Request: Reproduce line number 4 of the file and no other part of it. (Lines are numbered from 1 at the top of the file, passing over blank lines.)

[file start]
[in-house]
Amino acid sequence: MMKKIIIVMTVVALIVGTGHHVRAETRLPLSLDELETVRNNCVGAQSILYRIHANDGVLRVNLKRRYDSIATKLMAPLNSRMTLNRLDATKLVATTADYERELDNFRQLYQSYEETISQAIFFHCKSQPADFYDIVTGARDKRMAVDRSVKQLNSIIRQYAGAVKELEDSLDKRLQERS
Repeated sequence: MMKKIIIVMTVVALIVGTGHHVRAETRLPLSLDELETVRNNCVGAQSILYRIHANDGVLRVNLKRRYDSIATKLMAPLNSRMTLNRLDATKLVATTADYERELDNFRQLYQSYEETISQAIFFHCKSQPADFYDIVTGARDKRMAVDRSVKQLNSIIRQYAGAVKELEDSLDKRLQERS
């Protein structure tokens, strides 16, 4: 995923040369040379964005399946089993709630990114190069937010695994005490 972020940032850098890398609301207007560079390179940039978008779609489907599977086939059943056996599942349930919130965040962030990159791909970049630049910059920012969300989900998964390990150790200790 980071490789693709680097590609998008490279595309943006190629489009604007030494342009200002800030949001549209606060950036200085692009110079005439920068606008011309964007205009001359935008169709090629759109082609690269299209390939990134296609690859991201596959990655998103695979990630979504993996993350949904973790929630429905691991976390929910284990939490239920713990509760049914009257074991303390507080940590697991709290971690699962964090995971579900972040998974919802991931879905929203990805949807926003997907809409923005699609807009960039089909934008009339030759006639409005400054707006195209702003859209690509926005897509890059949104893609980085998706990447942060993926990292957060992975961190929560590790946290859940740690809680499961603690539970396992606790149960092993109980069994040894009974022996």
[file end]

């Protein structure tokens, strides 16, 4: 995923040369040379964005399946089993709630990114190069937010695994005490 972020940032850098890398609301207007560079390179940039978008779609489907599977086939059943056996599942349930919130965040962030990159791909970049630049910059920012969300989900998964390990150790200790 980071490789693709680097590609998008490279595309943006190629489009604007030494342009200002800030949001549209606060950036200085692009110079005439920068606008011309964007205009001359935008169709090629759109082609690269299209390939990134296609690859991201596959990655998103695979990630979504993996993350949904973790929630429905691991976390929910284990939490239920713990509760049914009257074991303390507080940590697991709290971690699962964090995971579900972040998974919802991931879905929203990805949807926003997907809409923005699609807009960039089909934008009339030759006639409005400054707006195209702003859209690509926005897509890059949104893609980085998706990447942060993926990292957060992975961190929560590790946290859940740690809680499961603690539970396992606790149960092993109980069994040894009974022996």